North West Premier Thandi Modise has given her sternest warning yet that heads will roll. File picture: Bongiwe Mchunu

North West -

Properties belonging to Madibeng Municipality officials found to have been involved in corruption, will be forfeited to the State as the proceeds of crime.

Every cent they earned with underhand tactics will be recouped and guilty parties arrested.

North West Premier Thandi Modise has given her sternest warning yet that heads will roll as the implementation of a minister’s report on maladministration, fraud and corruption gains momentum.

“It makes a mockery of us to uncover corruption and not see action taken against those implicated. We would want to see properties forfeited to the state as proceeds of crime, every cent recouped and people arrested,” Modise said.

“We appeal to communities to exercise restraint and not disrupt the intervention, aimed at ridding Madibeng of fraud and corruption and turning it around so service delivery is accelerated.”

On Monday night, Modise declared the beleaguered municipality dysfunctional and placed it under provincial administration.

The municipality, which has its seat in Brits, has been plagued by service delivery protests in recent weeks in Mothotlung, Majakaneng and Hebron.

Residents blamed lack of service delivery on corrupt municipal officials and alleged payments had been made for incomplete projects.

Three senior officials – whose identities have been withheld – and some insiders in the municipality were accused by residents of being involved in corrupt activities.

The officials are also accused of having embezzled R28 million meant for upgrading the water infrastructure in several townships in the Madibeng area.

Residents claim this was to ensure they continued to benefit from a tender for supply of water to the townships, using trucks owned by the municipal officials.

The protesters suggested doing away with tenders and restructuring the administration as the only way forward.

There are also claims that rightful owners were cheated out of their RDP houses, which were sold, and in some instance not built, although money had already been allocated for that purpose.

A task team made up of the office of the premier and the departments of Local Government and Traditional Affairs, Public Works, Roads and Transport, Education, Rural Development and Land Reform has since launched an investigation into service delivery problems in areas such as Hebron.

Water provision, land ownership and traditional leadership disputes are being looked into, as well as the abandoned sports ground development, swimming pool and non-functional high mast lights projects undertaken by Madibeng in the area.

In April Minister of Co-operative Governance at the time, Richard Baloyi, announced the outcome of an investigation into Madibeng. It revealed corruption, fraud and maladministration were rife and hindering service delivery.

Baloyi said those implicated would be prosecuted, but nothing was done, as the council, then presided over by mayor Poppy Magongwa, rejected the report.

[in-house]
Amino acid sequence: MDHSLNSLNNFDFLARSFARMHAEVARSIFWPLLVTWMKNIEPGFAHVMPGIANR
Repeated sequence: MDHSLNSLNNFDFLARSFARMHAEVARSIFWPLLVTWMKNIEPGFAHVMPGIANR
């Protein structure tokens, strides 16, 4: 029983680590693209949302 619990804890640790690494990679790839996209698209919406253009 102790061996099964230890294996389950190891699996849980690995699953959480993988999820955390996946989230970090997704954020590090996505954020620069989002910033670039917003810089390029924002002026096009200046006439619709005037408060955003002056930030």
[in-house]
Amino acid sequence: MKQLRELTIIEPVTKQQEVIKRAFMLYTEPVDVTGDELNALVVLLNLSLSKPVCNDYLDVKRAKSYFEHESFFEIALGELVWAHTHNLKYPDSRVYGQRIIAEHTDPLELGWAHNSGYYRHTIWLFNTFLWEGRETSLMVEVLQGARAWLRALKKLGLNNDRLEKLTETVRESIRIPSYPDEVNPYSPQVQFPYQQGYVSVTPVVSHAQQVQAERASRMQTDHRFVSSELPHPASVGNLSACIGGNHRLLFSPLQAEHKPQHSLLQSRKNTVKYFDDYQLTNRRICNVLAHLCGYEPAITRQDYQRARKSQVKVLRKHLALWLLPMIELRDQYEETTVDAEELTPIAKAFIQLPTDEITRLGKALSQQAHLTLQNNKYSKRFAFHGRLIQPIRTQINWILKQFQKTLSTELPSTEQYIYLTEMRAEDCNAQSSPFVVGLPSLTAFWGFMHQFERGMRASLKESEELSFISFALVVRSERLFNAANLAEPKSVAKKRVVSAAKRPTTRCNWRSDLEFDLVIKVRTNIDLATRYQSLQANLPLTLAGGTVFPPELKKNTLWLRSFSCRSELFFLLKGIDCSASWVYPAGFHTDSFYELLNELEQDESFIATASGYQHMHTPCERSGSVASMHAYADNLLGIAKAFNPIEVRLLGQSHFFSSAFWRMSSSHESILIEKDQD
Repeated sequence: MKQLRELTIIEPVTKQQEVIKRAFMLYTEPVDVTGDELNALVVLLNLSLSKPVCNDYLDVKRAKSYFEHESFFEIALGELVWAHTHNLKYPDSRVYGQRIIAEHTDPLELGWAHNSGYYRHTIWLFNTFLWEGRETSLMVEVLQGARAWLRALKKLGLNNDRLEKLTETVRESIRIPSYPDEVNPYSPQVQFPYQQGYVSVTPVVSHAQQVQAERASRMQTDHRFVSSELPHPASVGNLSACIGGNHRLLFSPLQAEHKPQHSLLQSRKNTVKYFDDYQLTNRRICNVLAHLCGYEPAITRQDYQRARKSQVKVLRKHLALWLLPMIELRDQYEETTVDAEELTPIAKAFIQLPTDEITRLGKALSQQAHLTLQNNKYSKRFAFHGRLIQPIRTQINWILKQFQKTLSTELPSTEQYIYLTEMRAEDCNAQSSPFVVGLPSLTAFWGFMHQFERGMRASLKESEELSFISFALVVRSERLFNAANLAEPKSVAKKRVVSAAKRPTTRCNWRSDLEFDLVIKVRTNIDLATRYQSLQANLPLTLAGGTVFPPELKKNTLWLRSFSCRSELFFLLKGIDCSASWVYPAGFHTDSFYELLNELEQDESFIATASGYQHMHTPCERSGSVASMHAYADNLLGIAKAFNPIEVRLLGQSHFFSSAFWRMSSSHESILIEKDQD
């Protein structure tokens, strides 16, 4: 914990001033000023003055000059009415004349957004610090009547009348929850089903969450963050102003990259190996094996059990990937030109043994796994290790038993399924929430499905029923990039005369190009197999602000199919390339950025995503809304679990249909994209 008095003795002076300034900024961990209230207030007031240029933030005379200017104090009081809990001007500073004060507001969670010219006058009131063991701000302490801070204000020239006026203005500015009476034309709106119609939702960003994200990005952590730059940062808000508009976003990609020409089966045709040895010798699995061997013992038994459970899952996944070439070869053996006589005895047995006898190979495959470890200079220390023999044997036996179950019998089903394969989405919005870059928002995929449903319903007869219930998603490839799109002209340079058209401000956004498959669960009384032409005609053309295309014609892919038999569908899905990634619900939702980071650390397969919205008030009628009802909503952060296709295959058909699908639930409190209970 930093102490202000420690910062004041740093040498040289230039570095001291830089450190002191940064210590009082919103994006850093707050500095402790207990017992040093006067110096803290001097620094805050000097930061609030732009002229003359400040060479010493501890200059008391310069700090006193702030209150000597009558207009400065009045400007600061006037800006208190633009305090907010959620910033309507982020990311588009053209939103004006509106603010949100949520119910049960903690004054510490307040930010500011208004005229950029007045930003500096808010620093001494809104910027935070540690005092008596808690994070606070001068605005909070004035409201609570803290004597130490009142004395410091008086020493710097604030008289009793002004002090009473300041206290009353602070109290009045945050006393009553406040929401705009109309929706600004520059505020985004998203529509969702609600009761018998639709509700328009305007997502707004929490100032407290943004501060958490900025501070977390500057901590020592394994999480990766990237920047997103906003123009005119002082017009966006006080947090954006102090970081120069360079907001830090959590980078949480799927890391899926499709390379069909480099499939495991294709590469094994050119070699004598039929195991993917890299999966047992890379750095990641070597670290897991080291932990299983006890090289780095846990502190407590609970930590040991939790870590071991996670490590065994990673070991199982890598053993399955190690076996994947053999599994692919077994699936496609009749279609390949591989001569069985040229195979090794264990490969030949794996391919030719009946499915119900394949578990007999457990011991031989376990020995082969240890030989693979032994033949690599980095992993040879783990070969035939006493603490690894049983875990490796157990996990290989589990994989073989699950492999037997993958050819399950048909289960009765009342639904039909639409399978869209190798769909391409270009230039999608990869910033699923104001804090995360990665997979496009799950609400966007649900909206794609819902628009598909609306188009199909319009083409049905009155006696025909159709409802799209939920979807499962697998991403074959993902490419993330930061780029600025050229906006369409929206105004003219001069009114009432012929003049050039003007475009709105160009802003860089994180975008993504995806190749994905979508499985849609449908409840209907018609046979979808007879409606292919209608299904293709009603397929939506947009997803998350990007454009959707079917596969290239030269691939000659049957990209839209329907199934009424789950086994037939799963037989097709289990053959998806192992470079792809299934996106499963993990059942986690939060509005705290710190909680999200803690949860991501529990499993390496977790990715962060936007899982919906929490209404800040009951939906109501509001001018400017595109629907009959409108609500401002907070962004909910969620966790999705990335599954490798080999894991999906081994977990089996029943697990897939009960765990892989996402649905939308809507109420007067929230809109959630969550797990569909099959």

Magongwa presented the report at a council meeting, but it was never implemented with the ANC using its majority to approve a recommendation from its half of the council, to reject the report.

Following the water shortage protest that claimed four lives in January, Magongwa resigned.

She was replaced by Tshidi Mongoathe, who insiders said never really stood a chance of turning the fortunes of the municipality around while surrounded by people implicated in the corruption.

The ink had yet to dry on her employment papers when Modise dissolved the municipality and gave executive powers to Blake Mosley-Lefatola on Monday night.

Mosley-Lefatola will have to appoint an acting municipal manager outside the current municipal personnel with immediate effect, and implement the recommendation of Baloyi’s reports, as well as those of other previous administrators.

He must also improve service delivery in the municipality – prioritising water and sanitation services – and improve the financial controls in the municipality.

The administrator is also required to investigate all recently awarded contracts to establish their validity and legitimacy, and terminate those that are not legitimate.

In addition, he must ensure that criminal proceedings are finalised against any officials, councillors and service providers implicated in wrongdoing.

Modise has called on communities in Madibeng to remain calm and exercise restraint while the impasse between the provincial government and councillors – opposed to their council being placed under provincial administration – was resolved.

The premier appealed to to councillors to put the interests of communities above their personal vested interests. The provincial government would not abdicate its constitutional responsibility of ensuring that the municipality was turned around and made clean, effective, responsive and accountable so it meets the basic service needs of its communities, she said.

ANC spokesman Ishmael Mnisi said the party was working side-by-side with its deployees in Madibeng to ensure that the recommendations of the task team report were implemented to the letter.

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